Now picture your dog inside it.
That’s exactly what a covered dog bed looks like.
They’re good for dogs who like to snuggle down or get cold easily.
You’ll know this is right for your dog if you often find them wedged under your comforter or napping under dirty laundry.
Elevated dog beds are good for a couple purposes.
If they’re made of a mesh material, they’re a great place for your dog to dry off outside after swimming.
They also help older dogs who may not be able to get down on the floor easily.
Heated beds are great for dogs who live in places where it’s cold most of the year, even if they live indoors.
Dogs with arthritis would also benefit from a heated bed, since it would soothe any aches and pains after a long day.
Beds that stay cool have a specific cooling pad built into them.
They’re what owners typically buy for dogs like the Saint Bernard and Husky.
Dogs with thicker coats will appreciate the extra help cooling off before they fall asleep.
Which is Best?
How can you tell which bed is right for your dog?
Think about your dog’s daily lifestyle, along with these other factors.
For Dog Houses
Indoor dog houses would work well with a cushion dog bed or even a crate pad, depending on the size of the dog house.
Outdoor dog houses could also use these beds, if they’re made of weatherproof material.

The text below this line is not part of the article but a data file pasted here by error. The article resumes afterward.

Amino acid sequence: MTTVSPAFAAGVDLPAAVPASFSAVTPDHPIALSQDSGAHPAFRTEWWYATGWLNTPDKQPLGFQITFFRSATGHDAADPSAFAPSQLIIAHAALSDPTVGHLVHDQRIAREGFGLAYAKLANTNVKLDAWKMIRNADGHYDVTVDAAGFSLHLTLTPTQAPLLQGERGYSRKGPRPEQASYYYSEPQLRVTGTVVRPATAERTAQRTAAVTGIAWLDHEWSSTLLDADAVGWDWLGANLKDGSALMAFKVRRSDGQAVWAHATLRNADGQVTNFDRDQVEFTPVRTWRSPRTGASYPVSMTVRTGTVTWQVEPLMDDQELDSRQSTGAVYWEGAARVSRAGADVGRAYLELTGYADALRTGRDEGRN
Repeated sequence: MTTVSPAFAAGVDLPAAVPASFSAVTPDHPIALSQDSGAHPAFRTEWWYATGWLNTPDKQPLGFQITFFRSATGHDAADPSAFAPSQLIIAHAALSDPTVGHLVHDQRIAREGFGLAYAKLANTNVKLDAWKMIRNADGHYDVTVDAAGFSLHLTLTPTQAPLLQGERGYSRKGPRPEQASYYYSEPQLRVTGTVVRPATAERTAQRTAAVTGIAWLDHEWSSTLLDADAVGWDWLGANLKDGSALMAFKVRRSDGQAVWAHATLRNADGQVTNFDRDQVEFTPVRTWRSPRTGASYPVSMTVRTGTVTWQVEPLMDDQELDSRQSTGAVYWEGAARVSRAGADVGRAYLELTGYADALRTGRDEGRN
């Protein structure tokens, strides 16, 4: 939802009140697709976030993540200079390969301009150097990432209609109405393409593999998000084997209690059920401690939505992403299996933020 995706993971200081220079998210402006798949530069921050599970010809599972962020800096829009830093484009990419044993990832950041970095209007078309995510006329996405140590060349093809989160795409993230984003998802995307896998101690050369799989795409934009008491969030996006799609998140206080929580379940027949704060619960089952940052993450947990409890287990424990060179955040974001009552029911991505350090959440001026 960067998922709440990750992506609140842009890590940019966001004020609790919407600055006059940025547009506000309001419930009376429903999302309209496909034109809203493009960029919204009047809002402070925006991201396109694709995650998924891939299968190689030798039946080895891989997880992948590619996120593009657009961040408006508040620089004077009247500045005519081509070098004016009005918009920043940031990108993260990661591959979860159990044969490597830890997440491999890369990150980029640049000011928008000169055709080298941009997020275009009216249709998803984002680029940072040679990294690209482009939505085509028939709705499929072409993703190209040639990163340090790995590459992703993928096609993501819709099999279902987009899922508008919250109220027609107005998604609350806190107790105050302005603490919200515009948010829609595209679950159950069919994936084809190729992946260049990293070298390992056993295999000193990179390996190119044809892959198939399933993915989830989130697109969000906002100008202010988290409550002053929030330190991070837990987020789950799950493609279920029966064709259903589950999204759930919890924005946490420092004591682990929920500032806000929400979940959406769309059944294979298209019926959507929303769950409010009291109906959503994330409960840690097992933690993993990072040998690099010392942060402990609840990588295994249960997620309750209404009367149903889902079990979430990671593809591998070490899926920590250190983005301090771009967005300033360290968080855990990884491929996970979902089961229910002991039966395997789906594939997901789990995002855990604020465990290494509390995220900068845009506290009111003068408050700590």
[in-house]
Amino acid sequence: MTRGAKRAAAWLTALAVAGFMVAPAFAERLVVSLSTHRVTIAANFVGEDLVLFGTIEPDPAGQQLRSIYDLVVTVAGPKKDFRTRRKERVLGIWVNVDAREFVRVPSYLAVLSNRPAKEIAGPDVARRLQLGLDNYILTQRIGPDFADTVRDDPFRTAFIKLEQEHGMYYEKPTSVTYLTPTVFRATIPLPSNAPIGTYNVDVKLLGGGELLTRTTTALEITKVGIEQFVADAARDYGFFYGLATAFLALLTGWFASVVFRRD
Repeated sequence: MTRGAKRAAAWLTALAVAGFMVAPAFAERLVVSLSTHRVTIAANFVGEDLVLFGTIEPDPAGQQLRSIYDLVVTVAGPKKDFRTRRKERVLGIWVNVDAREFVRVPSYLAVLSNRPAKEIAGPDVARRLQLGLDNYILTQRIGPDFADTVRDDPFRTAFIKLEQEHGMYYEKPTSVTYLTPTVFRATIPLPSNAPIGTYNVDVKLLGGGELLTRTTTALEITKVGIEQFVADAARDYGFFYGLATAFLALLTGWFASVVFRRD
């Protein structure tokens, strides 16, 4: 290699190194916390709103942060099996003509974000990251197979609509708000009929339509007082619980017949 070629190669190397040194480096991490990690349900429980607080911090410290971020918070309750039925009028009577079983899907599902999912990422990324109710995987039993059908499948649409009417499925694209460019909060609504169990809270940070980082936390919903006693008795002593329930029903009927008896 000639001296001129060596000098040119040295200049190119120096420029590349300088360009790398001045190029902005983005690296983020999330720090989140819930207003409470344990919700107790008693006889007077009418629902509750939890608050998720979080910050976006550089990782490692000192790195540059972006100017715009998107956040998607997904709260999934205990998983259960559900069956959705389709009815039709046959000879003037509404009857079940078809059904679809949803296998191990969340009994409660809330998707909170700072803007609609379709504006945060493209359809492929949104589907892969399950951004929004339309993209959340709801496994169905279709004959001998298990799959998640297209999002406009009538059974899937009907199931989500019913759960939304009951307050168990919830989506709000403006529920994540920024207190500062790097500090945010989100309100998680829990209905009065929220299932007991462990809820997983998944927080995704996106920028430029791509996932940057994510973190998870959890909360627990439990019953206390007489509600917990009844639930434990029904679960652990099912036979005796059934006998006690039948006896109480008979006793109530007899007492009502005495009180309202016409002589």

Crate pads are the best option for dog crates.
While a cushion bed may fit, it could be thick enough that your dog would be prevented from standing up straight.
For Dog Kennel
Since dog kennels are almost always outdoors, hay or straw would be a great material to use as bedding.
Elevated beds would also be a good idea, since it would keep your dog away from any dirt or bugs that get tracked in.
For Big Dogs
Big dogs need something large enough for them to spread out on, which is why the cushion or pillow bed would be best.
A bolstered bed could also be a good idea, as long as it is big enough that the siding doesn’t prevent your dog from sleeping comfortably.
Depending on the temperament of the smaller dog, a donut or covered bed could be best.
They both provide the opportunity to burrow down and feel safe in a den.
For Young Dogs
While they’re still being trained, young dogs should get the chance to sleep on an indestructible bed.
After they’ve grown out of their puppy chewing, any other kind of bed could work for them.
For Old Dogs
Health issues are always the top concern for dog parents of older dogs, which is why older dogs should get orthopedic or heated beds.
They’ll help with joint issues and keep older dogs comfy all night long.
Raised beds could also be a good option, if your dog struggles to get off the floor once they’ve laid down.
Different breeds will have different bed needs.
Larger dogs with heavy coats might need extra large, cooling beds.
Smaller dogs with thin coats may prefer a covered bed.
Think about the breed of your dog and their needs to best decide which bed is right for them.
For a Sleeping Style
How does your dog normally sleep?
Are they curled up in a tight ball or spread out on their side?
Their sleeping style is a definite factor when deciding what bed is right for them.
It’ll change the size and shape of what you get.
Even if it’s overwhelming at first, it’s really a good thing that there are so many dog bed options out there.
Your dog should have something personalized to their needs, no matter what age or breed they are.
Think about things like filling, size, shape, and function before you purchase a bed. That will help you find the right one more quickly.